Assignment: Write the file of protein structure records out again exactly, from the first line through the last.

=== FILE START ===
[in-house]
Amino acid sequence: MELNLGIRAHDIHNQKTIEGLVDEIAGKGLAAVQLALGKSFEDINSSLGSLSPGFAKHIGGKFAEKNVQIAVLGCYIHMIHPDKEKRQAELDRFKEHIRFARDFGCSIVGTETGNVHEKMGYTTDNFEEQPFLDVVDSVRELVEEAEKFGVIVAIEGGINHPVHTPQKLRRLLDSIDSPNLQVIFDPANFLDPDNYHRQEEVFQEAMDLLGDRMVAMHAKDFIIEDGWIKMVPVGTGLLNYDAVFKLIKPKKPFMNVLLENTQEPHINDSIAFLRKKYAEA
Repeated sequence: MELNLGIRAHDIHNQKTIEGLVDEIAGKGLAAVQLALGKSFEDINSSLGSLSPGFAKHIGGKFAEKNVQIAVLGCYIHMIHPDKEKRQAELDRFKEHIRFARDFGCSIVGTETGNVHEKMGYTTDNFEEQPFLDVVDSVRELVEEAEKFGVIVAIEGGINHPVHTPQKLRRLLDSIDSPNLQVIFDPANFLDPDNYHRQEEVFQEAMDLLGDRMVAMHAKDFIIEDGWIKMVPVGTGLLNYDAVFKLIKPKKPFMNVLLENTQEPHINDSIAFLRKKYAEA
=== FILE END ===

[in-house]
Amino acid sequence: MELNLGIRAHDIHNQKTIEGLVDEIAGKGLAAVQLALGKSFEDINSSLGSLSPGFAKHIGGKFAEKNVQIAVLGCYIHMIHPDKEKRQAELDRFKEHIRFARDFGCSIVGTETGNVHEKMGYTTDNFEEQPFLDVVDSVRELVEEAEKFGVIVAIEGGINHPVHTPQKLRRLLDSIDSPNLQVIFDPANFLDPDNYHRQEEVFQEAMDLLGDRMVAMHAKDFIIEDGWIKMVPVGTGLLNYDAVFKLIKPKKPFMNVLLENTQEPHINDSIAFLRKKYAEA
Repeated sequence: MELNLGIRAHDIHNQKTIEGLVDEIAGKGLAAVQLALGKSFEDINSSLGSLSPGFAKHIGGKFAEKNVQIAVLGCYIHMIHPDKEKRQAELDRFKEHIRFARDFGCSIVGTETGNVHEKMGYTTDNFEEQPFLDVVDSVRELVEEAEKFGVIVAIEGGINHPVHTPQKLRRLLDSIDSPNLQVIFDPANFLDPDNYHRQEEVFQEAMDLLGDRMVAMHAKDFIIEDGWIKMVPVGTGLLNYDAVFKLIKPKKPFMNVLLENTQEPHINDSIAFLRKKYAEA